12 Talk Shows That Lasted Just One Season

Nick Cannon
Debmar-Mercury

Nick Cannon will have to fall back on one of his many other day jobs. The actor-turned-TV-host’s self-named talk show is one of three daytime series that got the boot last week, linking Cannon to many other celebrities whose chat-fests only aired one season.

From Pat Sajak’s oft-forgotten foray into late night to Kris Jenner’s little-watched daytime show, here are other talk shows that never saw a second season.

Busy Tonight
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Busy Tonight

Girls5eva star Busy Philipps had her own late-night talk show, which only lasted one season but aired over 100 episodes. When E! canceled Busy Tonight in 2019, the actress wrote on Instagram that it was “lame” that there would “just be one woman in late night at a time,” per Deadline.

The Caroline Rhea Show
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The Caroline Rhea Show

Rosie O’Donnell hand-picked Caroline Rhea of Sabrina, the Teenage Witch fame to take over her syndicated talk show slot in 2002. But The Caroline Rhea Show couldn’t match O’Donnell’s six-season run: It was nixed in 2003 after a solitary season.

The Chevy Chase Show
Everett Collection

The Chevy Chase Show

Fox axed SNL alum Chevy Chase’s late-night talk show in 1993 after a run of just six weeks, with network chair Lucie Salhany telling the Associated Press that the early episodes were “uncomfortable and embarrassing” to watch. But Chase told TIME in 2007 that he had pitched “an entirely different concept” to Fox. “What I wanted had a whole different feel to it, much darker and more improv. But we never got there,” he said.

The Dennis Miller Show
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The Dennis Miller Show

Speaking of SNL alums, Dennis Miller lost his syndicated late-night show in 1992, despite a stunt in which he had viewers call a 1-900 number to persuade Tribune Entertainment to renew the show. Miller later told the AP that more than 110,000 calls had been logged—and that the $40,000 to $50,000 raised in that stunt would be donated to the Pediatric AIDS Foundation.

Gabrielle
20th Century Fox Film Corp./Courtesy: Everett Collection

Gabrielle

Gabrielle Carteris left Beverly Hills, 90210 in 1995 to host a syndicated talk show, but 20th Television yanked the show the following year after it averaged a Nielsen rating of 1.4, less than a quarter of The Oprah Winfrey Show’s audience, as The New York Times reported at the time.

Kris
Fox TV Station Group

Kris

Fox Television Stations SVP Frank Cicha didn’t mince his words about why Kardashian-Jenner “momager” Kris Jenner’s talk show never made it past its six-week test run. “I think she was pretty uninteresting,” Cicha told The Hollywood Reporter. “When the camera was on, she looked not just like a deer in the headlights, but like a deer that already got hit.”

The Magic Hour
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The Magic Hour

NBA star Magic Johnson’s syndicated talk show didn’t even last three months, and he later attributed the 1998 show’s to booking issues. “Black stars think that if they’re not on Leno or Letterman, then they’re not making it,” he told Electronic Urban Report (per People). “Their managers and agents keep them off of the Black shows. There it is, that’s your major problem right there.”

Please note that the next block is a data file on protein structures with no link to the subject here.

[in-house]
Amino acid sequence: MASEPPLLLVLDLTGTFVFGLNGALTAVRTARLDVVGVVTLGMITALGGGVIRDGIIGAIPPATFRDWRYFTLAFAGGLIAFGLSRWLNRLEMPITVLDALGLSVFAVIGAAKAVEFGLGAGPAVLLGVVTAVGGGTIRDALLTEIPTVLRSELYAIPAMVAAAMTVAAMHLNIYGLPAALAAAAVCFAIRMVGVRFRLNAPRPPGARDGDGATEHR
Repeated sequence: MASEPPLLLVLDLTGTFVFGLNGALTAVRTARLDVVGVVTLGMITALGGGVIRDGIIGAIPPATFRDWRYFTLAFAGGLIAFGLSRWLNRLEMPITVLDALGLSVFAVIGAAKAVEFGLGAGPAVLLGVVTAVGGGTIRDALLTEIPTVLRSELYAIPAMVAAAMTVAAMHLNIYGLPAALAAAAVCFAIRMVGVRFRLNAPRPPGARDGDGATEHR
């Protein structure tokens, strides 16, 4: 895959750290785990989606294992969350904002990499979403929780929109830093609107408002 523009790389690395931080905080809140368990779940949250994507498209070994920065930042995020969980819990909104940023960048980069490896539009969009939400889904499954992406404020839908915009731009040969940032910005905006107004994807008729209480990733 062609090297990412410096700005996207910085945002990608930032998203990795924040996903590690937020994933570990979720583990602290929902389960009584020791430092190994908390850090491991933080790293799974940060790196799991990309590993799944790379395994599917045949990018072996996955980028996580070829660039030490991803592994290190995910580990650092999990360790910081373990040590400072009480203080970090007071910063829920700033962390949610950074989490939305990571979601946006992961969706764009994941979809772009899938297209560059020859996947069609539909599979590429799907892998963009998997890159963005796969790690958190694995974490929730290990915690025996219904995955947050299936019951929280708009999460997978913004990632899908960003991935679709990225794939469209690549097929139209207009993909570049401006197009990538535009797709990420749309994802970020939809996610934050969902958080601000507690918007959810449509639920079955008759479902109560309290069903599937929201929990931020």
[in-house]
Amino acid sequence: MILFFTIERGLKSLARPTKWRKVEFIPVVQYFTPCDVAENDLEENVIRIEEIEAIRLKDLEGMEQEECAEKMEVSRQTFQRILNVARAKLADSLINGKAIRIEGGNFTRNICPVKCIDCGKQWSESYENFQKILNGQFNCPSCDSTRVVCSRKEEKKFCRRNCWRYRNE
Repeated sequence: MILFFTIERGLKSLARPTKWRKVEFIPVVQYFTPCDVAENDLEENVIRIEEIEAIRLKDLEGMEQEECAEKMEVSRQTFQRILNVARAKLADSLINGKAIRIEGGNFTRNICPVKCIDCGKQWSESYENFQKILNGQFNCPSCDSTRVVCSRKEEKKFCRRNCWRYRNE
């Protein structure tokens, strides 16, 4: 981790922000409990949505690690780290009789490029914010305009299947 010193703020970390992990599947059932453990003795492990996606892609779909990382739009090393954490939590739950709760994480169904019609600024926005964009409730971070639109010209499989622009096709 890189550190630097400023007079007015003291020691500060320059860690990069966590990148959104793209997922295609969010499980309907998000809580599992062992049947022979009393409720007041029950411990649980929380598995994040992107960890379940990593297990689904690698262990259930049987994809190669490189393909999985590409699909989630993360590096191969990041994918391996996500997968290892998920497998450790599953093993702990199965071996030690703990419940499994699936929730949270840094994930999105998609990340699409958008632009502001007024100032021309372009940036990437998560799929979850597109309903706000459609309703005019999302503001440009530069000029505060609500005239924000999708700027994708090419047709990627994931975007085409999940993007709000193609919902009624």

The Megan Mullally Show
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The Megan Mullally Show

Appearances from her Will & Grace co-stars weren’t enough to save Megan Mullally’s syndicated talk show, which ended in 2007 nearly four months after it premiered. “It had never occurred to me that hosting a talk show was a job that you could actually have,” Mullally had previously told the AP. “It had seemed like a very far-fetched profession. Like being an astronaut.”

Nick Cannon
Debmar-Mercury

Nick Cannon

The Masked Singer host’s self-titled syndicated talk show won’t return for a second season, as production company Debmar-Mercury announced this month. Cannon reflected on the cancelation afterward, per CNN, saying, “It’s interesting. This is show business, and the biggest word is business.”

The Pat Sajak Show
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The Pat Sajak Show

The success of Wheel of Fortune has overshadowed the fact that host Pat Sajak once had a late-night talk show on CBS, which aired one season between 1989 and 1990. Sajak told the Los Angeles Times in 1998 that he wouldn’t leap at the chance to host another talk show. “I had a great time. But there are just so many of them now,” he added. “I joke that in 10 years, I’ve gone from one of the few people in America with their own talk show to one of the few people in America without his own talk show.”

The Tempestt Bledsoe Show
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The Tempestt Bledsoe Show

A few years after finishing her time on The Cosby Show, Tempestt Bledsoe got a syndicated talk show, which aired between 1995 and 1996. And unlike Sajak, she wouldn’t rule out hosting another one. “I think it’s a great genre when it works well,” she told CNN in 2012. “It’s a really great showcase for personalities and a wonderful way to really influence people and make a contribution depending on the kind of show you want to do.”

The Wanda Sykes Show
Fox Television/Courtesy: Everett Collection

The Wanda Sykes Show

While Wanda Sykes was starring on The New Adventures of Old Christine, she was also hosting a late-night talk show, which Fox axed after one season in 2010. The demise of that show left Fox without an original late-night program for the first time since 1994.